Facilitating Participation in Health-Enhancing Physical Activity: A Qualitative Study of parkrun.

Clare Stevinson, Gareth Wiltshire, Mary Hickson

Research output: Contribution to journalArticlepeer-review

71 Citations (SciVal)


Public health guidelines emphasise the value of vigorous intensity physical activity, but participation levels are low.
This study was aimed at identifying factors contributing to initial and sustained engagement in parkrun in the UK, to inform the design of community-based interventions promoting health-enhancing physical activity.
Semi-structured interviews were conducted by telephone with 48 adult participants of parkrun, a national network of weekly, free, volunteer-led, timed 5 km runs in public spaces. The framework approach was used for thematic analysis of transcripts.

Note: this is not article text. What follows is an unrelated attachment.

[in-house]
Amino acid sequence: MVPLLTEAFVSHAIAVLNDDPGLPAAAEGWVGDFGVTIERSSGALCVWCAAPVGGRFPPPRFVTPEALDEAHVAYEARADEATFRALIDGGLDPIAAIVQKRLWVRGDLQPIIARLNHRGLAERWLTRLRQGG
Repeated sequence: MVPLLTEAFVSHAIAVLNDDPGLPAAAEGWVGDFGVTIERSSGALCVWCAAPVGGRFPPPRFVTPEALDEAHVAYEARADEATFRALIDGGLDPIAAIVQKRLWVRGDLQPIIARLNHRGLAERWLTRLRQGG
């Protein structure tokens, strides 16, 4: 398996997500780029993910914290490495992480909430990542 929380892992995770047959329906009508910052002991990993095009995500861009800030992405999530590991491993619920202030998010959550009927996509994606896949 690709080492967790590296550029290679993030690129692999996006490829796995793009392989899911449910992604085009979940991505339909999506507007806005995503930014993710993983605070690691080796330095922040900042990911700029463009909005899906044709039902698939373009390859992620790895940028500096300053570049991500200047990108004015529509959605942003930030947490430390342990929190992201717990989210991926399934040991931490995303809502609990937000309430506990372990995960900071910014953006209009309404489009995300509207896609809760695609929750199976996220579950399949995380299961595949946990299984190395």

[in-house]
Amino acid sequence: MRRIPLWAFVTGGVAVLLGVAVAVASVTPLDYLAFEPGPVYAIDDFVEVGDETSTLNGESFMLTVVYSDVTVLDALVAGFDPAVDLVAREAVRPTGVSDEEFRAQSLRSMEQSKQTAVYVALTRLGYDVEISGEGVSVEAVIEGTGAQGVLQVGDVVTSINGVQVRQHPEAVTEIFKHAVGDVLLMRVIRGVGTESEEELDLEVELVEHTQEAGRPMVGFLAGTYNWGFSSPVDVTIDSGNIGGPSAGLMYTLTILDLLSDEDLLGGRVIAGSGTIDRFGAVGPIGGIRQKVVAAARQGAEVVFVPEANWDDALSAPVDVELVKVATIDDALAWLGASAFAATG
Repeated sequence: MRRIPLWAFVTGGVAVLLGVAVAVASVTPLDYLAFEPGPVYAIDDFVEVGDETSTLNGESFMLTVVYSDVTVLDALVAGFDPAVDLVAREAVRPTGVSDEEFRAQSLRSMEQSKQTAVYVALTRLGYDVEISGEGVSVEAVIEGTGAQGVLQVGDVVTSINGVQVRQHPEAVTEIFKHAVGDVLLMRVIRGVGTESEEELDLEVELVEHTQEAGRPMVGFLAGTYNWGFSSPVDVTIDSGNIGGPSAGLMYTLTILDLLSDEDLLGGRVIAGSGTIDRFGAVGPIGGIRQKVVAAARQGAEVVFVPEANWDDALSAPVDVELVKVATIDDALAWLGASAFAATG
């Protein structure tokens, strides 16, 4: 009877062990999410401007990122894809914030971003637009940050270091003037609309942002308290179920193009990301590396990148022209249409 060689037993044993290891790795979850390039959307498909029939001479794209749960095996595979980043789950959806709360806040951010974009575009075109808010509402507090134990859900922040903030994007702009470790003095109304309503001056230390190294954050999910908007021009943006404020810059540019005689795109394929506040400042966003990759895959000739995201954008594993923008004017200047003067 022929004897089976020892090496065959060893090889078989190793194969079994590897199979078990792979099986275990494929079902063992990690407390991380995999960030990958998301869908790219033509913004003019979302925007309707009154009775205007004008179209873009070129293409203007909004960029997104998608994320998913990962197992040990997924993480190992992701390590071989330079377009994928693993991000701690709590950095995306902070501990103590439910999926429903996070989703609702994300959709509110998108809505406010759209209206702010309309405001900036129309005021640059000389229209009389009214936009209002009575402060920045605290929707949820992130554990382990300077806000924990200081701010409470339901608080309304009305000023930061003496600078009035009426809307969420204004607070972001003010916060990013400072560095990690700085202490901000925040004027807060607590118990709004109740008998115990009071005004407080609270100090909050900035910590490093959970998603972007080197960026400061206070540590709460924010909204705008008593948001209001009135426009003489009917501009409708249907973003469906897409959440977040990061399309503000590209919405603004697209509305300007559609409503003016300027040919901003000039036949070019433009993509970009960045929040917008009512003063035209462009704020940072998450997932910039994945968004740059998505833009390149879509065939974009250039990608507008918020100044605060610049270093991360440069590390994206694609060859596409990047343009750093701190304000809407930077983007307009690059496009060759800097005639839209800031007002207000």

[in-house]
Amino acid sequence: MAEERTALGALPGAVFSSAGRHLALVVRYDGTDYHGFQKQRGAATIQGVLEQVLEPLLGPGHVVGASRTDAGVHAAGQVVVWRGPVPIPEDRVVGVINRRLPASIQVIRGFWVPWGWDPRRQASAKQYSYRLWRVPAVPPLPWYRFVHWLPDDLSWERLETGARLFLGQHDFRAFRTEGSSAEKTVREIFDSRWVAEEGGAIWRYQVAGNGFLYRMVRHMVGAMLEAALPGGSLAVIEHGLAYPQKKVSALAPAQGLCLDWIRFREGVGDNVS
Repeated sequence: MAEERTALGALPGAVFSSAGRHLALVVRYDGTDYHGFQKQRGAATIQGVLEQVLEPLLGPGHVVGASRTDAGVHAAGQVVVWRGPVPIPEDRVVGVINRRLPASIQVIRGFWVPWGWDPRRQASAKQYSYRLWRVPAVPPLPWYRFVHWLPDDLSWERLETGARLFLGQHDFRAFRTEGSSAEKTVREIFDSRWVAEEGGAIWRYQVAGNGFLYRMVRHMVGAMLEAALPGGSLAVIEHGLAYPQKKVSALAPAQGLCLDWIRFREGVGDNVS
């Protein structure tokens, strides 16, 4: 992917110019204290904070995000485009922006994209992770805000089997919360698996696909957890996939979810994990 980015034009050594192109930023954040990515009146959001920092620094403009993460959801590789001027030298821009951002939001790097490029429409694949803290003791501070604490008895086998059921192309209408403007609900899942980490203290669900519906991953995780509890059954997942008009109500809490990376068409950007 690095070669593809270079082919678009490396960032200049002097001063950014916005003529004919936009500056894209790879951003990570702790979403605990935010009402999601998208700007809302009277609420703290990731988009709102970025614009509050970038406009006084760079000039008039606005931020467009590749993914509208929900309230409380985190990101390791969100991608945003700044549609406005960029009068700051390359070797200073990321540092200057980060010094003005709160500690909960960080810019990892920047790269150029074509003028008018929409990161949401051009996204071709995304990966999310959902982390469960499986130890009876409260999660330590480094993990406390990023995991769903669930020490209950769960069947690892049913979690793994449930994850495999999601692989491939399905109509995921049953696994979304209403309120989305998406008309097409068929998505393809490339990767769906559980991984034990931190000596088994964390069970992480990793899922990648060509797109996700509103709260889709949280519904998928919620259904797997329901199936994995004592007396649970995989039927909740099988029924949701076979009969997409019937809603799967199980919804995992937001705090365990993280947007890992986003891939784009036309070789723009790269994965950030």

Two overarching themes emerged: freedom and reciprocity. Freedom referred to the accessibility and inclusivity of events, both of which contributed to initial attendance and sustained involvement. Reciprocity related to the dual opportunity for personal gain and for helping others. Anticipation of fitness and health benefits were important for initial motivation. However, additional aspects motivating continued involvement included achievement of time or attendance goals, social cohesion, and contributing to the community.
Specific features of the parkrun experience encouraged participation including the accessible, inclusive ethos, achievement opportunities, and inherent social support, along with the outdoor natural settings, and integrated volunteer system. The inclusion of these elements in community-based interventions may increase success in initiating and maintaining health-enhancing physical activity.
Original languageEnglish
Pages (from-to)170-177
Number of pages8
JournalInternational Journal of Behavioral Medicine
Issue number2
Publication statusPublished - Apr 2015


  • physical activity
  • exercise
  • community
  • well-being
  • qualitative research


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